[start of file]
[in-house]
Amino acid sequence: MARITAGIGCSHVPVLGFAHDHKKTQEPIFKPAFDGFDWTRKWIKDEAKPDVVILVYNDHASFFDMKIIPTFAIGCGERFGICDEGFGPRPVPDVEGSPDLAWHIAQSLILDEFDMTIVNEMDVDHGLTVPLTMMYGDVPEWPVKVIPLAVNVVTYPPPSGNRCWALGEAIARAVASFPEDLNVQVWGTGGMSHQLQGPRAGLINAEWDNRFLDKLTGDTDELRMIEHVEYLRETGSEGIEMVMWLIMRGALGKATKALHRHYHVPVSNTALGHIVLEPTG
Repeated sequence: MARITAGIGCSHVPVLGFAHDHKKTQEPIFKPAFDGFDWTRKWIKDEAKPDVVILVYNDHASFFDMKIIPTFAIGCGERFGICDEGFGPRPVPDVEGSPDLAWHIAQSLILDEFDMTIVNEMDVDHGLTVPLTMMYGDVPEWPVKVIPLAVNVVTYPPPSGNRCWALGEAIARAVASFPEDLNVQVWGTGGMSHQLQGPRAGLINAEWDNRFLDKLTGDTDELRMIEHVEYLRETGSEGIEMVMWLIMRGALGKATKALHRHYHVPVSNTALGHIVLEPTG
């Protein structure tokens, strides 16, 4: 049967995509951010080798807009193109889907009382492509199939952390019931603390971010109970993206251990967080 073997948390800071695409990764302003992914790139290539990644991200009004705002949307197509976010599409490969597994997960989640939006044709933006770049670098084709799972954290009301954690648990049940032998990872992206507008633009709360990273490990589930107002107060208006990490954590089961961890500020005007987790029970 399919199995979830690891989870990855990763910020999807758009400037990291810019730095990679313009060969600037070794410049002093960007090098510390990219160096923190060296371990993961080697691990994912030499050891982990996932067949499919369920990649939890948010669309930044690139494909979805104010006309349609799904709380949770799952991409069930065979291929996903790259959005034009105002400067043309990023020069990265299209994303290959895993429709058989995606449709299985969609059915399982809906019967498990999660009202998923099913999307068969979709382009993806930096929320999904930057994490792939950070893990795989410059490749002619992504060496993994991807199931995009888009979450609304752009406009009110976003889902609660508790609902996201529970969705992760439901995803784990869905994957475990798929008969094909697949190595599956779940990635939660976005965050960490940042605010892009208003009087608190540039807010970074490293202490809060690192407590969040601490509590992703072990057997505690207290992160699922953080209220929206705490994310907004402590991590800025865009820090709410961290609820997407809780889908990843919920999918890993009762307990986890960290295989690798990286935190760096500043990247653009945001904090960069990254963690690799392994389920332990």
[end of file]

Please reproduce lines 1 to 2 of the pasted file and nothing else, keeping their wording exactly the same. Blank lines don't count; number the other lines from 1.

[in-house]
Amino acid sequence: MARITAGIGCSHVPVLGFAHDHKKTQEPIFKPAFDGFDWTRKWIKDEAKPDVVILVYNDHASFFDMKIIPTFAIGCGERFGICDEGFGPRPVPDVEGSPDLAWHIAQSLILDEFDMTIVNEMDVDHGLTVPLTMMYGDVPEWPVKVIPLAVNVVTYPPPSGNRCWALGEAIARAVASFPEDLNVQVWGTGGMSHQLQGPRAGLINAEWDNRFLDKLTGDTDELRMIEHVEYLRETGSEGIEMVMWLIMRGALGKATKALHRHYHVPVSNTALGHIVLEPTG